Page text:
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Iris Häussler Artist in Residence at Villa Vassilieff, Paris, Spring 2016

Iris Häussler is participating in the FNAGP Residency at Villa Vassilieff, Paris.

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In res­i­dency from April 30 to May 15, 2016

Born in Germany in 1962, Iris Häussler grad­u­ated from the Fine Arts Academy of Munich and cur­rently is based in Toronto, Canada. Häussler’s immer­sive instal­la­tions trace the ten­sion between his­tory, imag­i­na­tion and memory. Through detailed accounts of fic­ti­tious sto­ries, Häussler plays with the boundary of reality and fic­tion, under­scoring the tem­poral weave of his­tory.

Developed in 2009, Häussler’s ongoing pro­ject cur­rently on dis­play at Villa Vassilieff, Sophie La Rosière is rooted in the his­tory of Parisian moder­nity. Following a detailed account of a fic­tional artist who lived in Paris in early twen­tieth cen­tury, Sophie La Rosière redis­covers pos­sible method­olo­gies and canons for under­standing the con­struc­tion of art his­tory.

In the Spring of 2016, Sophie La Rosière is devel­oped by into a two-week res­i­dency between the Fondation Nationale des Arts Graphiques et Plastiques (FNAGP) and the Villa Vassilieff. The res­i­dency pro­gram is an oppor­tu­nity to fur­ther inves­ti­gate the tech­niques of story telling and con­sider mul­tiple method­olo­gies to inter­ro­gate the notion of evi­dence and truth in his­tory.

The Fondation Nationale des Arts Graphiques et Plastiques (FNAGP), was cre­ated in 1976 with the aid of two bequests to the French state by Hannah Charlotte, Baroness de Rothschild in 1922, and the sis­ters Madeleine Smith-Champion and Jeanne Smith in 1944. The Smith Sisters bequeathed their Château in Nogent-sur-Marne to the state in 1943, where the Fondation Nationale des Arts Graphiques et Plastiques is now located. Iris Häussler’s research takes root in the Smith-Lesouëf Library founded thanks to the legacy of the Smiths sis­ters and admin­is­tered by the FNAGP — an incred­ible site of memory, which is not yet acces­sible to the public. Sophie La Rosière’s biog­raphy crosses that of the Smith sis­ters, as she appears to have befriended Madeleine Smith, a stu­dent and lover of artist Jean-Jacques Henner.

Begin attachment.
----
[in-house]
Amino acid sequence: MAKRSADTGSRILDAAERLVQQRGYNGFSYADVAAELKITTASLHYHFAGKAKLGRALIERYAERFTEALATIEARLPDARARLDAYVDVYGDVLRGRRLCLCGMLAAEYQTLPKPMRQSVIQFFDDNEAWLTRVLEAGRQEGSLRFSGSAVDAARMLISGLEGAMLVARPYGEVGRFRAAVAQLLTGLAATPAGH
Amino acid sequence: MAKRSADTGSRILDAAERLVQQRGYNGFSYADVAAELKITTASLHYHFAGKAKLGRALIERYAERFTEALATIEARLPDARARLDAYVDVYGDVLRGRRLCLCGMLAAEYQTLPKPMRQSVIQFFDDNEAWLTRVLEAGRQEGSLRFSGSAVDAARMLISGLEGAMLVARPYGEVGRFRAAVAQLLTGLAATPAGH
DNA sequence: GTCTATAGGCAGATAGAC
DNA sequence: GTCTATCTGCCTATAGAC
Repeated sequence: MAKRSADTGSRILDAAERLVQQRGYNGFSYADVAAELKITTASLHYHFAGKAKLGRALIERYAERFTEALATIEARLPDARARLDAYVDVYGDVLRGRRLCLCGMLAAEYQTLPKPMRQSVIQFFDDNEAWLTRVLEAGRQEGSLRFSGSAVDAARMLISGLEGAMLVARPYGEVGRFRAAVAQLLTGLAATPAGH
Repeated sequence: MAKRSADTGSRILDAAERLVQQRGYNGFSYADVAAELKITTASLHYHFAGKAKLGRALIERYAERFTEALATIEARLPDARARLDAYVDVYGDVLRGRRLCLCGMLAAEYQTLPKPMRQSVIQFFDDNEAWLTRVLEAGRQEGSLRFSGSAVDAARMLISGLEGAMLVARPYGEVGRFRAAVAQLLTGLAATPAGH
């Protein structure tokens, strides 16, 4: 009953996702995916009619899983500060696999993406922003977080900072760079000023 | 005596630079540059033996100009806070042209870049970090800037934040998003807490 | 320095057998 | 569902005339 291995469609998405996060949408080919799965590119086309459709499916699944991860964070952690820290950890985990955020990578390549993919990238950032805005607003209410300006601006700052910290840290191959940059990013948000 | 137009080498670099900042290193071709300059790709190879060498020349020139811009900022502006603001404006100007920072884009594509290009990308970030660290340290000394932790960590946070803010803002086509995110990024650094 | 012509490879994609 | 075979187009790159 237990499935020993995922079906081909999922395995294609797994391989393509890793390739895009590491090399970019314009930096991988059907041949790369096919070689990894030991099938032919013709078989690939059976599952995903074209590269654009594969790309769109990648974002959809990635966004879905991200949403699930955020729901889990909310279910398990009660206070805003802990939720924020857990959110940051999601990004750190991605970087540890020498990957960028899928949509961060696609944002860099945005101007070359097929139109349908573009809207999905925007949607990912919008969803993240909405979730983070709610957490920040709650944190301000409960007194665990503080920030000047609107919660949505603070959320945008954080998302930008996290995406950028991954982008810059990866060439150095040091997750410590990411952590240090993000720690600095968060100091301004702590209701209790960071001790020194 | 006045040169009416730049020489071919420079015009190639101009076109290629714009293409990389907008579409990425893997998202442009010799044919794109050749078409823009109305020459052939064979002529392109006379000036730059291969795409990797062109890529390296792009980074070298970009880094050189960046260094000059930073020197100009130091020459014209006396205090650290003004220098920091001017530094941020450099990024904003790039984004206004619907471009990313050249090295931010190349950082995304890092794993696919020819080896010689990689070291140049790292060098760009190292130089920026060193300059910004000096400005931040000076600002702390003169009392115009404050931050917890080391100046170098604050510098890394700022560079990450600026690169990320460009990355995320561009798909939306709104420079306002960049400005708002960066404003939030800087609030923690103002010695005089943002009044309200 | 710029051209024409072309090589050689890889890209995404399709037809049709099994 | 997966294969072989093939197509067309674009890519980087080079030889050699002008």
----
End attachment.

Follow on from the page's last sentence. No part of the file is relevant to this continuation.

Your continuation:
The fic­tional tra­jec­tory of Sophie La Rosière weaves through the biog­raphy of a core char­acter of Montparnasse’s his­tory, that of Russian artist Marie Vassilieff, the founder of an artist studio, school and can­tine on the site of Villa Vassilieff. Anchored in these two sites and the nar­ra­tives built around them, the Sophie La Rosière pro­ject bridges Paris with Toronto (where Iris Häussler’s studio and pro­duc­tion site for Sophie La Rosière’s art­works are located) through mul­tiple con­ver­sa­tions devel­oped with sev­eral cura­tors and orga­ni­za­tions in both cities: Catherine Sicot (Elegoa Cultural Productions), Philip Monk (Art Gallery of York University AGYU), Rui Amaral (Scrap Metal Gallery) and Daniel Faria (Daniel Faria Gallery). Further col­lab­o­ra­tions involve: Mélanie Bouteloup, Virginie Bobin (Villa Vassillief) and former FNAGP director Gérard Alaux. The cre­ative pro­cess includes the par­tic­i­pa­tion of other French orga­ni­za­tions and pro­fes­sionals from var­ious fields: the Centre de recherche et de restau­ra­tion des musées de France (C2RMF), La Maison d’Art Bernard d’Anthonioz, La Maison de Victor Hugo, La Fondation Giacometti, La Sociéte d’his­toire d’Aubervilliers, and psy­cho­an­a­lysts Dominique de Liege and Yan Pelissier.

The Sophie La Rosière pro­ject is sup­ported by the Canada Council for the Arts, the Ontario Arts Council, the Toronto Arts Council and Le Consulat de France à Toronto. Iris Häussler is the recip­ient of a 2016 fel­low­ship pro­vided by La Villa Vassilieff and the FNAGP.